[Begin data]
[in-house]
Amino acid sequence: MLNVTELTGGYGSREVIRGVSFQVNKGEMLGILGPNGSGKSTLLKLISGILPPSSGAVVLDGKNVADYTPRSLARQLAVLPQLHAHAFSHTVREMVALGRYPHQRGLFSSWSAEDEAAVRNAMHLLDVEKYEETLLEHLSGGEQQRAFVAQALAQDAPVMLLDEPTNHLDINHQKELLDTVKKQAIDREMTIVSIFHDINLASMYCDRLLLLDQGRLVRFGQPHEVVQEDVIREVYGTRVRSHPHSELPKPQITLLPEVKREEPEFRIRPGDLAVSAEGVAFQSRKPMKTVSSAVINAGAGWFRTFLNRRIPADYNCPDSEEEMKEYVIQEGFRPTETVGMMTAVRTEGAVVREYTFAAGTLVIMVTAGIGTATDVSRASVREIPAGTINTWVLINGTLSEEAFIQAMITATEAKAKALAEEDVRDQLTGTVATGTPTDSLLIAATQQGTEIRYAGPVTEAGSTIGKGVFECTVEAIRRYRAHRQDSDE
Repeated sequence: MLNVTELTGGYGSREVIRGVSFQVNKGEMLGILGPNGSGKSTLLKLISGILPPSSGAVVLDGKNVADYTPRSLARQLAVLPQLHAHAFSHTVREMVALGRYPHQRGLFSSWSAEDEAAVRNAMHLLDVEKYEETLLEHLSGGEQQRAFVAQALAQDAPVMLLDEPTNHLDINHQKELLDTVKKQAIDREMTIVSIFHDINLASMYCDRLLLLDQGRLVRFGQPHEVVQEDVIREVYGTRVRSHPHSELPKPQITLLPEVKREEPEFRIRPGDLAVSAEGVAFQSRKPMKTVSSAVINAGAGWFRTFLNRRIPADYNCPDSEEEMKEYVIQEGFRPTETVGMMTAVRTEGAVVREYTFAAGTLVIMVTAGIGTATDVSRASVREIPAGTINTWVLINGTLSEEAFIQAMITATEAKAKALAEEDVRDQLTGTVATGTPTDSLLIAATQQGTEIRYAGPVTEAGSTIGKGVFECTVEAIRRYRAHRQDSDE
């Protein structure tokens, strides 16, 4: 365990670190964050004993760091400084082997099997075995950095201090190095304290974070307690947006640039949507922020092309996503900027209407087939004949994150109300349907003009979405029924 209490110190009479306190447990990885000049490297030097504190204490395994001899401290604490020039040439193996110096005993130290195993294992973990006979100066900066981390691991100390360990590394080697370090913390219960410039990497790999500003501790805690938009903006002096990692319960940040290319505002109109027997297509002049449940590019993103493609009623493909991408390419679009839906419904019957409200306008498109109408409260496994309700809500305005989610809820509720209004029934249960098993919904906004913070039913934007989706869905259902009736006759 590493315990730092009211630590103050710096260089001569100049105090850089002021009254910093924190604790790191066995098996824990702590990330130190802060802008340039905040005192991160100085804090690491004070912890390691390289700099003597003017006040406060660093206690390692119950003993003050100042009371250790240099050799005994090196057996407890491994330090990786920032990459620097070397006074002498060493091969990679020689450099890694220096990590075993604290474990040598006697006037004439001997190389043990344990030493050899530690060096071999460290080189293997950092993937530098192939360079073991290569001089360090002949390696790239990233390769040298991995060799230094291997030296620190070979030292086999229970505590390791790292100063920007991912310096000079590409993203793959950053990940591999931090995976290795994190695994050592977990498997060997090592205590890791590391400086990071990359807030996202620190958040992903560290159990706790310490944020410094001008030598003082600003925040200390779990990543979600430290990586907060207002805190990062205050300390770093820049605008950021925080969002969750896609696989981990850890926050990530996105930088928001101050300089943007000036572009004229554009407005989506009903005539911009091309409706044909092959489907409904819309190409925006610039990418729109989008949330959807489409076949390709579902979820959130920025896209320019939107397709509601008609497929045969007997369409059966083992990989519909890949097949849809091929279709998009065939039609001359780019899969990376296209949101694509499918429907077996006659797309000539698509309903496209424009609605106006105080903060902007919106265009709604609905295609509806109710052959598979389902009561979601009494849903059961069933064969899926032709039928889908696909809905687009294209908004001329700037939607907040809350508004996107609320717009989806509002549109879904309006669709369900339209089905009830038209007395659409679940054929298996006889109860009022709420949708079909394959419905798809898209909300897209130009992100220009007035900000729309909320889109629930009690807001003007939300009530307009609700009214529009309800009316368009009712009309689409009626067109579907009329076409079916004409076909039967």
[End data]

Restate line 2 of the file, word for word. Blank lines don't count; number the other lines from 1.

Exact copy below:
Amino acid sequence: MLNVTELTGGYGSREVIRGVSFQVNKGEMLGILGPNGSGKSTLLKLISGILPPSSGAVVLDGKNVADYTPRSLARQLAVLPQLHAHAFSHTVREMVALGRYPHQRGLFSSWSAEDEAAVRNAMHLLDVEKYEETLLEHLSGGEQQRAFVAQALAQDAPVMLLDEPTNHLDINHQKELLDTVKKQAIDREMTIVSIFHDINLASMYCDRLLLLDQGRLVRFGQPHEVVQEDVIREVYGTRVRSHPHSELPKPQITLLPEVKREEPEFRIRPGDLAVSAEGVAFQSRKPMKTVSSAVINAGAGWFRTFLNRRIPADYNCPDSEEEMKEYVIQEGFRPTETVGMMTAVRTEGAVVREYTFAAGTLVIMVTAGIGTATDVSRASVREIPAGTINTWVLINGTLSEEAFIQAMITATEAKAKALAEEDVRDQLTGTVATGTPTDSLLIAATQQGTEIRYAGPVTEAGSTIGKGVFECTVEAIRRYRAHRQDSDE